From the cafe at No. 8, Elaine Sciolino watches the Saturday morning show on the Rue des Martyrs.

"The actors perform on six mini-stages: my greengrocer and my preferred cheese shop and my butcher at No. 3, my second cheese shop and my fish store at No. 5, and the front of my supermarket, where an itinerant chair caner sets up at No. 9."

Word pictures like this carry the reader through "The Only Street in Paris," Sciolino's chronicle of her adopted street and the people who supply its pulse.

A former Paris bureau chief for the New York Times, Sciolino moves to this gentrifying neighborhood in the Ninth Arrondisement from the fancier Seventh. Here, with her "strongly American-accented French," she tests the limits of a newcomer in Paris as she sets out to learn all about the Rue des Martyrs.

Famous names flow as she traces the street's history from Place Saint-Georges up the hill toward the white turrets of Sacré-Coeur Basilica. Dégas painted circus performers here, Truffaut filmed scenes there, Thomas Jefferson brought plants down there to a friend later guillotined.

The journey is just half a mile, but Sciolino treads slowly, stopping at shops, talking her way past locked gates.

Paris' past remains present in the woman who restores antique barometers and the retired Socialist Party adviser who carries the yellow star the Nazis forced him to wear.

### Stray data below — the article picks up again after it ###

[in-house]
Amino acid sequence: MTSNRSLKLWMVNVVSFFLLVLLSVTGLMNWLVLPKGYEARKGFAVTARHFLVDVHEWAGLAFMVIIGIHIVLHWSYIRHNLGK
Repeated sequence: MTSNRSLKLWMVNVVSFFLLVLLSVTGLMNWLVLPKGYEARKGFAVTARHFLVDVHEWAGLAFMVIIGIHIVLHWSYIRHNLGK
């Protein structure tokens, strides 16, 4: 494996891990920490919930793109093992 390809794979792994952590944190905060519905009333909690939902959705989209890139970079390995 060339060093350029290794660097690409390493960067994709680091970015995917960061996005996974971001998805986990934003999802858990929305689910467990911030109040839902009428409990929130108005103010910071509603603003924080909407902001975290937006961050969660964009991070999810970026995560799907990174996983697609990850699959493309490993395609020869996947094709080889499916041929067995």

But change is palpable. "Where once there were stores selling a surprising variety of useful objects, like fabrics and thread, now there are boutiques selling one frivolity at a time: choux pastries, madeleines, cookies, Spanish pata negra cured ham, and ice creams in New Age flavors like chocolate with espelette pepper."

The transition is personal to Michou, the blue-clad icon of Montmartre who opened his transvestite cabaret nearly 60 years ago. His was once among many clubs catering to appetites that stirred "a volatile brew of seediness." Most have been replaced now. "There are all these clothing boutiques," Michou laments. "Who needs so many clothes?"

Such intimate conversations give the book its best moments. My favorite is the exchange of Hermès scarves between Sciolino and Guy the antiques dealer.

As earnestly as Sciolino digs into this dynamic neighborhood, she can only go so far. She asks to join the group that organizes book giveaways, only to be told, "We adore you, Elaine, but our numbers are limited." She comes back from vacation to discover the greengrocer gone; nobody had bothered to tell her. On the Rue des Martyrs, merchants and residents are the inner circles. "Then came everyone else," she writes. "As a newcomer and a foreigner, I was everyone else."

Unable to go deep, Sciolino goes wide, showing how remarkable a place can become when it is fully appreciated.

"What makes this street special is not its glamour," says Cerise, a young woman in a dive bar. "There isn't any. But you meet really original people here, not dangerous but very strange. And you get attached to them."

Maureen McCarthy is a team leader at the Star Tribune.